Posted by: Dan Oster
775 336 4665
As a member of the Industrial Properties Group, Dan has participated in the sales and leasing of a wide variety of Industrial properties from 1,000 to 700,000 sqft in Northern Nevada. Dan's primary goal is to provide unsurpassed customer service to the clients he represents..
We are in undeniably difficult economic times. It’s affecting everyone from tenants, to owners, to contractors, to brokers. But recently I had an experience which may shed some light on how we can all pull through this together. Allow me to set the stage.
A tenant came forward professing a need to expand their lease space. Certainly the owner was pleased to hear this and negotiations began. In the process of outlining the deal, it became clear that the tenant could only go so high on rent and the owner could only go so low. Because the contemplated space was in shell condition, the tenant improvement allowance, the design of the space and ultimately the contractor’s price for those improvements would make or break the deal.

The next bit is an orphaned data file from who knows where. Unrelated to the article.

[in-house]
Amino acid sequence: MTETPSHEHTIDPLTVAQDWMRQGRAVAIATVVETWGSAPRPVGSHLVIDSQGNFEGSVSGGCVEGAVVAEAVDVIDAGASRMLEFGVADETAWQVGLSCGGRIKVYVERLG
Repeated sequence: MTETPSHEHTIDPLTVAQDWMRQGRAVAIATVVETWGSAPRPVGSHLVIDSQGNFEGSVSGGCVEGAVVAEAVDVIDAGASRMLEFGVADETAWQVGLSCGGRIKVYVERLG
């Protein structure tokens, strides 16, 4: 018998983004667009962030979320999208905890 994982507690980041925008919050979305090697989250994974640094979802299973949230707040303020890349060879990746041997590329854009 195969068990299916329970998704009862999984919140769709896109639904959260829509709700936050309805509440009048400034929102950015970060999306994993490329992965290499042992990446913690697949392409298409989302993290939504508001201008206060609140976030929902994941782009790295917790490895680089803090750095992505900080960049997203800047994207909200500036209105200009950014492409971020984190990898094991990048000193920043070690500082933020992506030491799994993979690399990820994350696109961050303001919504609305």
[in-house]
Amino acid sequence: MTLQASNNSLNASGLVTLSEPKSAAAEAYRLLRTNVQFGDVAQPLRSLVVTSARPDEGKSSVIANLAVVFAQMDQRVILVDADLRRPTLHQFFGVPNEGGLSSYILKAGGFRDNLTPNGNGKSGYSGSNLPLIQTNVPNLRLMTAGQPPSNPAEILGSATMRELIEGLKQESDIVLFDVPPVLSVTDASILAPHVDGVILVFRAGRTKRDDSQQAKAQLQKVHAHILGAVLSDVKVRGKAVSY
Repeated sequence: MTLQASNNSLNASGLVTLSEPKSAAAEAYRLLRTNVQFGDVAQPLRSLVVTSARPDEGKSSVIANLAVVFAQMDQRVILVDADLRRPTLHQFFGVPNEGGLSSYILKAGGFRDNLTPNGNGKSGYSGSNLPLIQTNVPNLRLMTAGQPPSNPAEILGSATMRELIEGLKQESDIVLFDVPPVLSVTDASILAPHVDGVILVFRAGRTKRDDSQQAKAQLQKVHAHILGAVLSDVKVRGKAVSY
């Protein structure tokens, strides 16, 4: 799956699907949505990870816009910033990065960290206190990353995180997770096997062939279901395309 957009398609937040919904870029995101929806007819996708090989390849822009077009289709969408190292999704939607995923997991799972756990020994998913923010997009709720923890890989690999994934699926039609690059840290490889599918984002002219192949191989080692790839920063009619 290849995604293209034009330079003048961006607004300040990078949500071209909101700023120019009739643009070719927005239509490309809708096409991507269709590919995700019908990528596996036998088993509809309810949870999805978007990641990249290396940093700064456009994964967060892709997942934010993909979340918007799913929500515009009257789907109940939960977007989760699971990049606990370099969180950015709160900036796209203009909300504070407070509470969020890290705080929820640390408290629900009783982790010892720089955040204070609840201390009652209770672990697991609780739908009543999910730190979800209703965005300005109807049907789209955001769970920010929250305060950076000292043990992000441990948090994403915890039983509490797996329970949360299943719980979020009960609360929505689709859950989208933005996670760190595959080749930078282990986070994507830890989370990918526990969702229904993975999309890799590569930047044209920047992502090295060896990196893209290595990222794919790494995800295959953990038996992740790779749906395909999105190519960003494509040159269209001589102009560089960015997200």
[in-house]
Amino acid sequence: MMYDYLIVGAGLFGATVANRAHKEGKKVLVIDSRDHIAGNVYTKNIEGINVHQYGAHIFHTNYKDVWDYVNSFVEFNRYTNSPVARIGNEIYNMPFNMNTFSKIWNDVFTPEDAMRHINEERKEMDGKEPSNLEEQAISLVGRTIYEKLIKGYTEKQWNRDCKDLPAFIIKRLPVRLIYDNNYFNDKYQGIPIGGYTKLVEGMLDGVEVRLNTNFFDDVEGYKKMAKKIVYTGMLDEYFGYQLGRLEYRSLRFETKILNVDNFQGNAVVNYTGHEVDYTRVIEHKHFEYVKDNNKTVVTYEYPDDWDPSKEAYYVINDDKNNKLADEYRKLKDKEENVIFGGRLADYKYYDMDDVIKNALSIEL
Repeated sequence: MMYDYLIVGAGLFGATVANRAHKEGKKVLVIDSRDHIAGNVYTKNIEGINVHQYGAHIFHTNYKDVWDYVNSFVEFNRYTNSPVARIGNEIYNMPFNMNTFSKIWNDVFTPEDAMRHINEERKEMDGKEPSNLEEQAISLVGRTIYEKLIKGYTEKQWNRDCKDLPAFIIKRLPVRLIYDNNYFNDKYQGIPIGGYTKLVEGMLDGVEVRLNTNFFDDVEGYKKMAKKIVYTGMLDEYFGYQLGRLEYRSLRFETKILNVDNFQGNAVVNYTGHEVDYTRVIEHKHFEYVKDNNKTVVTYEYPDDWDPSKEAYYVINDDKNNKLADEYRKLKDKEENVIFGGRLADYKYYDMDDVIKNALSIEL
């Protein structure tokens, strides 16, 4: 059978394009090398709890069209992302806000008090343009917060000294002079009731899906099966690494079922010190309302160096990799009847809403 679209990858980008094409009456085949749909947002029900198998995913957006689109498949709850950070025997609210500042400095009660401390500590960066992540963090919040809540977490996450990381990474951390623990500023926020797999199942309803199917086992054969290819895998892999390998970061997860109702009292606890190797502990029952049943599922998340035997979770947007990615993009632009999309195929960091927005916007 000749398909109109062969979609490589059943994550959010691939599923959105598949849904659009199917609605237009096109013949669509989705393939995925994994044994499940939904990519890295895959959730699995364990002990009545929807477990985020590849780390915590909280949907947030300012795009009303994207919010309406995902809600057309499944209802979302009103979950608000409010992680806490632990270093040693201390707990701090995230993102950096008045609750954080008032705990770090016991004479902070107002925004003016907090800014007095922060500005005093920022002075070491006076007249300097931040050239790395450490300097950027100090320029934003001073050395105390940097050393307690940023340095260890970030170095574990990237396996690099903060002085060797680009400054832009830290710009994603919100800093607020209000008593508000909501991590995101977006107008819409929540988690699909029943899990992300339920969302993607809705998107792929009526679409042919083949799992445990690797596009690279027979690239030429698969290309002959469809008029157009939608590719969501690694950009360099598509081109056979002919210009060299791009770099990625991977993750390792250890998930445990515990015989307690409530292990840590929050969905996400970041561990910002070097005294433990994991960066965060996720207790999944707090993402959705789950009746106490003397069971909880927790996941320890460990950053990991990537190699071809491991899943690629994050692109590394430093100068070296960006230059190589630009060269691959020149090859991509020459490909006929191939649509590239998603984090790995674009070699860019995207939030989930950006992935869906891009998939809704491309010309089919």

The bid for the improvements went out to a number of contractors. When the numbers came back, even the low bidder’s price was substantially higher than the Tenant Improvement allowance. The owner upped the allowance as high as they could possibly go, but they couldn’t cover the entire difference. The option to amortize the overage into the lease was presented to the Tenant, but they simply could not pay anymore than they had previously negotiated. It appeared the deal was dead. Often, this would be the end of the story.
The contractors were notified the deal wasn’t going to happen. The low bidder took the time to ask a simple question, “What would it take to get the deal to happen?” When I told him the Tenant Improvement allowance that was offered (it was 12.5% below the low bid he’d given), he laughed. He certainly needed the work, but he wasn’t going to pay us to build the space! To his credit, he did make a suggestion.
“How about we sit down with the Tenant and see if we can find a way to hit the number?”
The Tenant agreed to sit down, listened with an open mind, took the Contractor’s suggestions to heart and had enough flexibility to give the contractor “some room to work with”. A few days later the contractor came back with a new bid…to everyone’s amazement he’d hit the number! In the end, the owner had given a little more in T.I. dollars than they’d budgeted, the tenant settled for perhaps 80% of the build-out they wanted and the contractor (and likely his subs) took a lower return than usual. If in tough times we all pull together, maybe we don’t get everything we want. But, we can all get what we need.